An insightful discussion was held between panelists at the In-Store Asia 2011 on the role that shopper insights play in in-store activities in the country.
The two-day In-Store Asia 2011 expo, convention and awards event, organized by VJ Media Works, kicked off yesterday in Mumbai where an interesting panel discussion ensued around the theme of this year's event of 'Insight before Activity'.
Saigal of OgilvyAction shared the example of a unique insight they found while working on the quick-service restaurant, Subway. The challenge was to increase consumption of the Coca-Cola brands. They found that while footfalls were increasing and so were sales, beverages were not seeing big growth.
They carried out a research on customers who were not buying the beverages. Those not buying could either be the ones who took takeaways, or those who ate at the restaurant. The research revealed that the kind of people coming to these stores were people seeking healthier and affordable food options, which was why the 'Sub of the day' sometimes saw higher sales at Rs 75, than some others priced at Rs 125. The team replaced Coca-Cola with its other brand, Minute Maid, a juice, and paired this with the Sub of The Day as a combo, for those seeking a healthier option. Minute Maid's sales went up by 500 per cent following this.
Keswani of Kraft Foods (owners of the Cadbury brand now), shared that the company worked on the insight that when a consumer walks into a store she's not thinking of just buying chocolates, but why she needs to buy it. She may want to buy chocolates for herself, or to share with a friend or a loved one. Working on this insight, the company rolled out visual and verbal cues in-store, where segmentation was done in terms of this knowledge with banners reading 'Treat for me', 'Buy for Someone' and 'Gift a chocolate'. "Many times verbal cues have to be backed by visual cues in-store," said Keswani.
Discussing the importance of the smell and the feel of a product, Bijoor said, "Shoppers are like animals, they like to touch, feel and smell before they buy." He gave the example of a coffee brand that had good packaging, but also backed this by putting some of the coffee aroma on the pack.
Bijoor also shared that having a popcorn machine in-store increases not only the appetite to eat, but also goads shoppers to shop more.
He questioned whether 'sensory branding' had taken off in India, to which Saigal of OgilvyAction replied that it had not. "Also, the question of who will invest in the infrastructure needs to be answered - the retailers, the brands or the media companies?" he asked.
The discussion moved towards the rationality of purchase decisions. According to Bijoor, "the consumer is irrational, while the marketer is too rational."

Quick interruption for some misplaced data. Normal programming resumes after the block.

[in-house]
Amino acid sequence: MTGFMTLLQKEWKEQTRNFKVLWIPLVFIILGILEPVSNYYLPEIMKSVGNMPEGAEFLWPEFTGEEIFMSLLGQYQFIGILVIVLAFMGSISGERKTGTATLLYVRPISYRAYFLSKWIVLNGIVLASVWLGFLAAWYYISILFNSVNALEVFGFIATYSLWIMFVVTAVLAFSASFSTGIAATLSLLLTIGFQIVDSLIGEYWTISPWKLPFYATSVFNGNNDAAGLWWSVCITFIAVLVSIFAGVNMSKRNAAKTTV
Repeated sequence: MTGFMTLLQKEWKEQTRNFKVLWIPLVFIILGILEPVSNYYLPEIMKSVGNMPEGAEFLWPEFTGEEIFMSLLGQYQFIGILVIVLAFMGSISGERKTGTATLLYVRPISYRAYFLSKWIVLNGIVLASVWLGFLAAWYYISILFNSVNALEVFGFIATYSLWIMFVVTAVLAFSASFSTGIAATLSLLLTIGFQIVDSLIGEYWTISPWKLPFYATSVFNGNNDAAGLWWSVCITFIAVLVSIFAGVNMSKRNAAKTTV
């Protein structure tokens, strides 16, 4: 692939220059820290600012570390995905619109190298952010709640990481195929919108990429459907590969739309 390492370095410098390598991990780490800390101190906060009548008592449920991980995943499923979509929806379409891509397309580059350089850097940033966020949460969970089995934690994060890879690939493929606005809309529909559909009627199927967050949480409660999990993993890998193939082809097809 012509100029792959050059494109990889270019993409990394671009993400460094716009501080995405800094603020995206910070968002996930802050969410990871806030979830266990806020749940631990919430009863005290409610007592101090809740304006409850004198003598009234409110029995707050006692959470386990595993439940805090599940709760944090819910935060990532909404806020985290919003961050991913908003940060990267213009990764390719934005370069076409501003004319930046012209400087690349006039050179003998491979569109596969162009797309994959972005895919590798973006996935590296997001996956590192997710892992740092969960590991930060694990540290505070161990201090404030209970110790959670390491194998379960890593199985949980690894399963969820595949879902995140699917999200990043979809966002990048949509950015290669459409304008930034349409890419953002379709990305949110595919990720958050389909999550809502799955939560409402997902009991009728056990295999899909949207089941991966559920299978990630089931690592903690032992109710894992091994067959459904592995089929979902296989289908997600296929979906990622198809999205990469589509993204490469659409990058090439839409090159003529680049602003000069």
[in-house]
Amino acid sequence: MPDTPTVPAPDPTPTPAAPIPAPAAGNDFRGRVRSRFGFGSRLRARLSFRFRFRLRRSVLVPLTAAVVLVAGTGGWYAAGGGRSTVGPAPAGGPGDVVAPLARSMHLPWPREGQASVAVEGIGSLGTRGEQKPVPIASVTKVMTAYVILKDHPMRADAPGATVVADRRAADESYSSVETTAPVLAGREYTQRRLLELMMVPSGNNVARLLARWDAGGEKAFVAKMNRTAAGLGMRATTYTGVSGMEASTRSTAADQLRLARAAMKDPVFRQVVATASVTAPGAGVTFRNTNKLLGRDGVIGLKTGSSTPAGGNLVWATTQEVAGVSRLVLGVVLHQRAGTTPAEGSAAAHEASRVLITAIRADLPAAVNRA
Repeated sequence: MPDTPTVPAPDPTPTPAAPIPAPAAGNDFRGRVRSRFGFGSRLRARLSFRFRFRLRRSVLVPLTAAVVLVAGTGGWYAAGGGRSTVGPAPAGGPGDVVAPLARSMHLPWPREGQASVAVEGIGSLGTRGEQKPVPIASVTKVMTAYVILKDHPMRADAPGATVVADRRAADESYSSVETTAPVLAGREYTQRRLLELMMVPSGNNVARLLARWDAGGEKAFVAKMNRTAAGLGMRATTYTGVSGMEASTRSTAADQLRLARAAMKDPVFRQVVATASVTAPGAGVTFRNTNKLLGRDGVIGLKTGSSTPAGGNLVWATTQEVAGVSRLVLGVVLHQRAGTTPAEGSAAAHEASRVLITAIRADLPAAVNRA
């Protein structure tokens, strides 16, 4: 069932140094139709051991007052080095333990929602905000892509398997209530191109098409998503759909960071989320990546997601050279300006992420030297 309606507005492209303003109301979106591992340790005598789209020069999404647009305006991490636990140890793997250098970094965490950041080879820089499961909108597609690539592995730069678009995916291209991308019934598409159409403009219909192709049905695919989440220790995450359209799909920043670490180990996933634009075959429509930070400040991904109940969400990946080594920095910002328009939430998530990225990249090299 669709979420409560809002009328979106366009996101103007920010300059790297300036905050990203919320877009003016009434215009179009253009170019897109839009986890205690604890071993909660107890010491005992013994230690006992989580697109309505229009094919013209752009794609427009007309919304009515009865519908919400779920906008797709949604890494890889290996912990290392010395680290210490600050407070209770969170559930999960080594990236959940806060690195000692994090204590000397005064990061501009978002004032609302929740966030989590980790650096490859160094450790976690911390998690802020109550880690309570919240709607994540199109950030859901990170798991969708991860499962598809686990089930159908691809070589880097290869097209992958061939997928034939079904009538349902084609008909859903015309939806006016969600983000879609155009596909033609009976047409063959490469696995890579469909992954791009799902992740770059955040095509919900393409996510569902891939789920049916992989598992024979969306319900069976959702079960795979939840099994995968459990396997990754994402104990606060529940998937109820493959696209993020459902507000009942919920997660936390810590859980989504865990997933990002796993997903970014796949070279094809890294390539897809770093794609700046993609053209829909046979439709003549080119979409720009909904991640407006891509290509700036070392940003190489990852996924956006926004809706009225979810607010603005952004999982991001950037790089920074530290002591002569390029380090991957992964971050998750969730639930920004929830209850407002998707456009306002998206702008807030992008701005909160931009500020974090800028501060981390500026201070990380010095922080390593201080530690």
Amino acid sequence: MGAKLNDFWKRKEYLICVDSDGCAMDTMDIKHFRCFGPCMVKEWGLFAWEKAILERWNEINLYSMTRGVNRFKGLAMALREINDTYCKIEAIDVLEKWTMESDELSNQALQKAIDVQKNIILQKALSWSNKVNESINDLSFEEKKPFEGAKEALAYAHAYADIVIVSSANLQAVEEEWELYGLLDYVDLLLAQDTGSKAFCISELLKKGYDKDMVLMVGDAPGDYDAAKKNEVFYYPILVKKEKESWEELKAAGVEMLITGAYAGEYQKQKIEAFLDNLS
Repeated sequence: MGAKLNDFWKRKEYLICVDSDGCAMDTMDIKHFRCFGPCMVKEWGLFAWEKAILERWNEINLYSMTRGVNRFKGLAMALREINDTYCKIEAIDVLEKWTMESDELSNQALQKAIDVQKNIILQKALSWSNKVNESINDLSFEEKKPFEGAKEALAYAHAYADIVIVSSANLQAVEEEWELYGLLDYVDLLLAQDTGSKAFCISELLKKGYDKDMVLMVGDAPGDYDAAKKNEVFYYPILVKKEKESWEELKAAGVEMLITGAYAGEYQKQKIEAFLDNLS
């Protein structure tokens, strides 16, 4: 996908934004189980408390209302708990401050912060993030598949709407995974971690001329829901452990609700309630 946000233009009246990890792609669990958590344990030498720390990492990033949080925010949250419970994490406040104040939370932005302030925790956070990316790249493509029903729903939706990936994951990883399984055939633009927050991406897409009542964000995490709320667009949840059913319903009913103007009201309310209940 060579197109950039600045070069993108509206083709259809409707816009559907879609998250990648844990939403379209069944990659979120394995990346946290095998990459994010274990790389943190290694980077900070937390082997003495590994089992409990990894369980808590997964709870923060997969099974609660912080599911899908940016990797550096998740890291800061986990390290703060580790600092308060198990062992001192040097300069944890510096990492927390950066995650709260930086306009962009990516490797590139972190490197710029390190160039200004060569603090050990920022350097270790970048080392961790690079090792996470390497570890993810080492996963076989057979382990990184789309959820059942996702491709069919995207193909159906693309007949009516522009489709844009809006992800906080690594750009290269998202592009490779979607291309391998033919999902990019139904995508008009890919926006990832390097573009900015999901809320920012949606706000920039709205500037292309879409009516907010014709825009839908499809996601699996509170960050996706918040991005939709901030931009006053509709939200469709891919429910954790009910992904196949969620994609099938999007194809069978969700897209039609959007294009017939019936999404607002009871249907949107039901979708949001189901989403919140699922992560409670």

Saigal backed this and added that shoppers rationalise buying decisions, but this doesn't mean that those are rational decisions. "A geek may, for instance, think a particular computer or tech product is better, but he may still buy an Apple product. He may love Apple for whatever irrational reason."
Bijoor also questioned Keswani about how people irrationally buy chocolates. Keswani replied that the decision here is 'impulsive' and not 'irrational'. Bijoor also suggested that a chocolate brand could perhaps assess the consumers' health and then offer them specific products. It would be a rational tactic. For instance, Keswani pointed out, Cadbury had launched the Cadbury Lite variant for diabetics and the health conscious, but this had to be pulled back eventually as it did not fare well in the market, with even diabetics choosing to indulge in the original variant at least once a month, rather than bite into the Lite variant.
Bijoor also quizzed Lucas of DraftFCB on whether insights can be brought in from one country and applied to another, to which Lucas answered that while insights can be global, this can also be dangerous. Therefore the insight of 'left-to- right' and 'right-to-left' eye movements while shopping may be more universal, but some insights might bomb when applied in another country.
Krishnaswamy of Insight Instore pointed out the example of a beauty brand they worked with that had to change its communication after its first roll out in the country because they realised that the Indian woman's perception of beauty was very different from those of other countries. The panel agreed that insights differ from place to place.
They also discussed how insights differ across store formats as well. For example, while some may communicate better to men via modern trade formats, they may choose to speak to women through traditional formats or kiranas. Keswani pointed out a key lesson his company learnt. Amongst the customers who bought chocolates, 60 per cent of kirana shoppers were men, as women, perhaps, were not as comfortable going to kirana shops, as they would to modern departmental stores.
Thus, besides location, format and gender also play an important role in understanding useful shopper insights.
The panel also discussed the growing importance of digital and technology for garnering insights from modern as well as traditional store formats with the increasing use of eyeball tracking, in-store compliance tracking, assortment of in-store product tracking and more.